Taking a look at Louisville basketball’s recent classes.
Much has been made of Louisville basketball’s recent recruiting success and where current head coach Chris Mack stands in regards to recruiting at the highest level.
Are the Cardinals on track to have continued success over the next few years?
We thought we’d take a look at the numbers going back to when the Cardinals started really making noise under Rick Pitino and how he recruited in order to get his team to that point.
Below, we’ve listed out the classes for the past decade plus for the Cardinals.
Each year has Louisville basketball’s 247Sports Composite ratings. Next to that, I’ve listed the number of Top 100 players from that class. An asterisk (*) indicates a McDonald’s All-American.
This should give a better idea of how players were graded by experts versus overall recruiting rankings, which are watered down and less indicative of strength of classes overall.
Year | 247 Composite | (Top 100 Players) | *= All-American
2008- 87.21 (1) *
2009- 85.35 (2) *
2010- 91.41 (1)
2011- 96.19 (4) *
2012- 96.80 (1)
2013- 97.76 (3)
2014- 94.55 (4)
2015- 95.37 (3)
2016- 99.05 (1)*
2017- 96.08 (3)
2018- No Recruits
2019- 95.08 (3)
2020- 94.23 (0)
2021- 94.35 (2)
A few items of note before we dive into this.
First, Brian Bowen and Jay Scrubb were omitted because they never saw the floor for Louisville.
Next, Chris Jones and El Ellis were both counted as “Top 100” players because their 247 Composites reflected such, even though they are rated separately as JUCO players.
So, looking at this data, what does it tell us overall about the state of Louisville basketball recruiting? I think it can be best summed up by breaking recruiting periods into bite-sized chunks. Each piece will help us see a clearer picture.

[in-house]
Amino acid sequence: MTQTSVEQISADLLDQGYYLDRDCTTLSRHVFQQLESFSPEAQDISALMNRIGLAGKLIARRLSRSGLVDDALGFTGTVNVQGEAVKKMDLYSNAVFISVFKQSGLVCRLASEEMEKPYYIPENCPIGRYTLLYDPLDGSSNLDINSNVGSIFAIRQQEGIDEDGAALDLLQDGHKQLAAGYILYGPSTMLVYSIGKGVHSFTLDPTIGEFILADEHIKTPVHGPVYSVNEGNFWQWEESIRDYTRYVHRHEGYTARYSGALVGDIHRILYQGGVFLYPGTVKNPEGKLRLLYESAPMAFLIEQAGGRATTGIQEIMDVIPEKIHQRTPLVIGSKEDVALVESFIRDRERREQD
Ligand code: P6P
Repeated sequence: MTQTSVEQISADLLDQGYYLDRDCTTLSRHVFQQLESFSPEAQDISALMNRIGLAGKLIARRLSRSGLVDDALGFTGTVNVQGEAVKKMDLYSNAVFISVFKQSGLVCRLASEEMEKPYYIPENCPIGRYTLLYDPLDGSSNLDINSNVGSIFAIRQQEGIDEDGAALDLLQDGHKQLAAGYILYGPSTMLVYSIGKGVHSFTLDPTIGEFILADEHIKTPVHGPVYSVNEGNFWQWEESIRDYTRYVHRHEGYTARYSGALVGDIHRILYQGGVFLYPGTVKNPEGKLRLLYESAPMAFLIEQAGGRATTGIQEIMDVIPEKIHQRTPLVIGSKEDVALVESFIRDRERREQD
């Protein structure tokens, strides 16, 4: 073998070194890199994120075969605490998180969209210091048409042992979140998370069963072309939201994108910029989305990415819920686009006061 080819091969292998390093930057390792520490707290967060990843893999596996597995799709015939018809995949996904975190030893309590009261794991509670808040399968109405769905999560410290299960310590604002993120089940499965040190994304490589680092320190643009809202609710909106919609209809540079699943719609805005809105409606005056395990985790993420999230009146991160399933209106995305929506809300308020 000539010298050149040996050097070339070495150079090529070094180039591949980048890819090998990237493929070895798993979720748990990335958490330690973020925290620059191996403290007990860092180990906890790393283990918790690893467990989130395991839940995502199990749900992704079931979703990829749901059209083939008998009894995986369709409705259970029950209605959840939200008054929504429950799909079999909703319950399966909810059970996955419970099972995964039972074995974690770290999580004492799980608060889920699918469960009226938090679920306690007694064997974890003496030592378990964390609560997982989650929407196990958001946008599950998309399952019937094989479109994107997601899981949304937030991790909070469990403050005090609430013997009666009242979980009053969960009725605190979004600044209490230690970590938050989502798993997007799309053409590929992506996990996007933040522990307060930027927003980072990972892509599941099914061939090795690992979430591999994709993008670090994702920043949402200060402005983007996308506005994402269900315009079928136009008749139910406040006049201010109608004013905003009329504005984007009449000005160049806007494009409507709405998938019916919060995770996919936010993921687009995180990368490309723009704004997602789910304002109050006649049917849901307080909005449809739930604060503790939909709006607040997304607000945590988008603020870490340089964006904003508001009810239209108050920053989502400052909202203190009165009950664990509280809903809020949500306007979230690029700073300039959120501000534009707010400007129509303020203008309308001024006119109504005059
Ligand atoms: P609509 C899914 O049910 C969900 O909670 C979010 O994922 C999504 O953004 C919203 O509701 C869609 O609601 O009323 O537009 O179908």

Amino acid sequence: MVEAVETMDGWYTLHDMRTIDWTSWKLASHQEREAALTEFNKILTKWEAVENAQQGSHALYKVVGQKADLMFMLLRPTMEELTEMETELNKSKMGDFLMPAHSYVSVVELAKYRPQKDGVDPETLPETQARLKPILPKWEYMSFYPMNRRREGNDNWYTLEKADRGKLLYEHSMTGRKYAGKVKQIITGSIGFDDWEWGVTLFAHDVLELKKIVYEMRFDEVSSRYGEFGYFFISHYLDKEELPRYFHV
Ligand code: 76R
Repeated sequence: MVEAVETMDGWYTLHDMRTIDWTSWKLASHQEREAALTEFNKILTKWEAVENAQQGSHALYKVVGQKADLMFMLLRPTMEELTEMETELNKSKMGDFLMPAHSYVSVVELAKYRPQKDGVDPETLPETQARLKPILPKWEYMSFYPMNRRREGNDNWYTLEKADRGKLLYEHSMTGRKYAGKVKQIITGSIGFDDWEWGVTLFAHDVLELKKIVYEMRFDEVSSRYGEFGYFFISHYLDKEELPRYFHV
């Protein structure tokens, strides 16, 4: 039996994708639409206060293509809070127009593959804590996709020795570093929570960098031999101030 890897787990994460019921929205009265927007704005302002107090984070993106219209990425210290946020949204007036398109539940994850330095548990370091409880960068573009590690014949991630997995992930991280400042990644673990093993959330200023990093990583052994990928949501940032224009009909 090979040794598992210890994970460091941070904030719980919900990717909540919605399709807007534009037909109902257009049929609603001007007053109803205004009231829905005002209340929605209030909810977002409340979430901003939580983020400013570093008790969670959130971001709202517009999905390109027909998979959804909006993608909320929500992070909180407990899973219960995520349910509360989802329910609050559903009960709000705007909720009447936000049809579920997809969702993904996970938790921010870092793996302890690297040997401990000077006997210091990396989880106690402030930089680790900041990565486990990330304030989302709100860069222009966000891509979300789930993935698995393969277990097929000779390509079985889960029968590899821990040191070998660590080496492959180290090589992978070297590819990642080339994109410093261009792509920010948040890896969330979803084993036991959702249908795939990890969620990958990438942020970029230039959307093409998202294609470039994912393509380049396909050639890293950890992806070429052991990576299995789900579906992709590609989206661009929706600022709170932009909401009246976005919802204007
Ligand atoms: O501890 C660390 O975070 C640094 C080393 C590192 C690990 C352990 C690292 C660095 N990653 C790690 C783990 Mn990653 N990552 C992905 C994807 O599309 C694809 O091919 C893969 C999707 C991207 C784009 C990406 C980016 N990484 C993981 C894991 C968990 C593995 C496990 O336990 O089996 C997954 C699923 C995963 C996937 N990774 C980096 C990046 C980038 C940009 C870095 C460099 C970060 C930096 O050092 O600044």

Louisville basketball saw a sharp jump in recruiting from 2011-2014
The first thing to consider is where Louisville basketball sat at the turn of the century in terms of recruiting. The Cardinals saw serious growing pains in 2010 and 2011 because of a lack of instant-impact players on the recruiting trail in the years prior.
After the 2009 NCAA tournament, one where the Cardinals were the No. 1 overall seed, they lost Terrance Williams and Andre McGee to exhausted eligibility and Earl Clark to the NBA. The lack of instant-impact guys to replace Williams and Clark was enough to set Louisville back for 2-3 years.
Ultimately, Louisville basketball saw players like Kyle Kuric, Russ Smith, and Stephen Van Treese pan out, but these are players that took multiple years of development to pan out.
A healthy mixture of developmental players and instant-impact players is important
This brings us to the next point, which is that Louisville basketball saw its success peak under Rick Pitino when there was a solid mix of players that could get to the league in 2-3 years and guys who didn’t see significant playing time until they became upperclassmen.
This is important to note. Louisville was ultimately able to have some years with only one top 100 player because they followed up the next year with a handful of All-American level prospects.
The secret sauce to Pitino’s success at Louisville was not just landing the top players, it was landing an All-American every 2-3 years and finding complimentary developmental pieces to fit around them.